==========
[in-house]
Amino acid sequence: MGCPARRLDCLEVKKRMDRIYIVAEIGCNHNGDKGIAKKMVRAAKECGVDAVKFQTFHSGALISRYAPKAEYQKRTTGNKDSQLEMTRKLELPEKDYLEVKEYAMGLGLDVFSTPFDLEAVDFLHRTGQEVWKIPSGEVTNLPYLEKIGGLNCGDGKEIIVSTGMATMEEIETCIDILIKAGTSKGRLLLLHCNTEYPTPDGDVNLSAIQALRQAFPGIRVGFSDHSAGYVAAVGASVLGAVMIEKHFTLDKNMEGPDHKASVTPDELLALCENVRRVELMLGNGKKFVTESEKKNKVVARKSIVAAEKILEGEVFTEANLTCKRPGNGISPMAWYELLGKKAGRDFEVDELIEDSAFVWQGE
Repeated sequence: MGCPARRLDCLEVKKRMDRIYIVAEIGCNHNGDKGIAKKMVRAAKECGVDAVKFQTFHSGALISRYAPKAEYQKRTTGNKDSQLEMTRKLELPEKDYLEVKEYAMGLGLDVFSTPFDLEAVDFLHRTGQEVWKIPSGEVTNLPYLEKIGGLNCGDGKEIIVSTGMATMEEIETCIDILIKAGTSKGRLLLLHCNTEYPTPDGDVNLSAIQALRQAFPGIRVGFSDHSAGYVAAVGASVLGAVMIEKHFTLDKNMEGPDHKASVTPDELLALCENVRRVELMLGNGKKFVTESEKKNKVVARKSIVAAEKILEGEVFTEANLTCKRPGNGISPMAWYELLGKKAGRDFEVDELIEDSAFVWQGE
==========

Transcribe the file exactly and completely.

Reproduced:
[in-house]
Amino acid sequence: MGCPARRLDCLEVKKRMDRIYIVAEIGCNHNGDKGIAKKMVRAAKECGVDAVKFQTFHSGALISRYAPKAEYQKRTTGNKDSQLEMTRKLELPEKDYLEVKEYAMGLGLDVFSTPFDLEAVDFLHRTGQEVWKIPSGEVTNLPYLEKIGGLNCGDGKEIIVSTGMATMEEIETCIDILIKAGTSKGRLLLLHCNTEYPTPDGDVNLSAIQALRQAFPGIRVGFSDHSAGYVAAVGASVLGAVMIEKHFTLDKNMEGPDHKASVTPDELLALCENVRRVELMLGNGKKFVTESEKKNKVVARKSIVAAEKILEGEVFTEANLTCKRPGNGISPMAWYELLGKKAGRDFEVDELIEDSAFVWQGE
Repeated sequence: MGCPARRLDCLEVKKRMDRIYIVAEIGCNHNGDKGIAKKMVRAAKECGVDAVKFQTFHSGALISRYAPKAEYQKRTTGNKDSQLEMTRKLELPEKDYLEVKEYAMGLGLDVFSTPFDLEAVDFLHRTGQEVWKIPSGEVTNLPYLEKIGGLNCGDGKEIIVSTGMATMEEIETCIDILIKAGTSKGRLLLLHCNTEYPTPDGDVNLSAIQALRQAFPGIRVGFSDHSAGYVAAVGASVLGAVMIEKHFTLDKNMEGPDHKASVTPDELLALCENVRRVELMLGNGKKFVTESEKKNKVVARKSIVAAEKILEGEVFTEANLTCKRPGNGISPMAWYELLGKKAGRDFEVDELIEDSAFVWQGE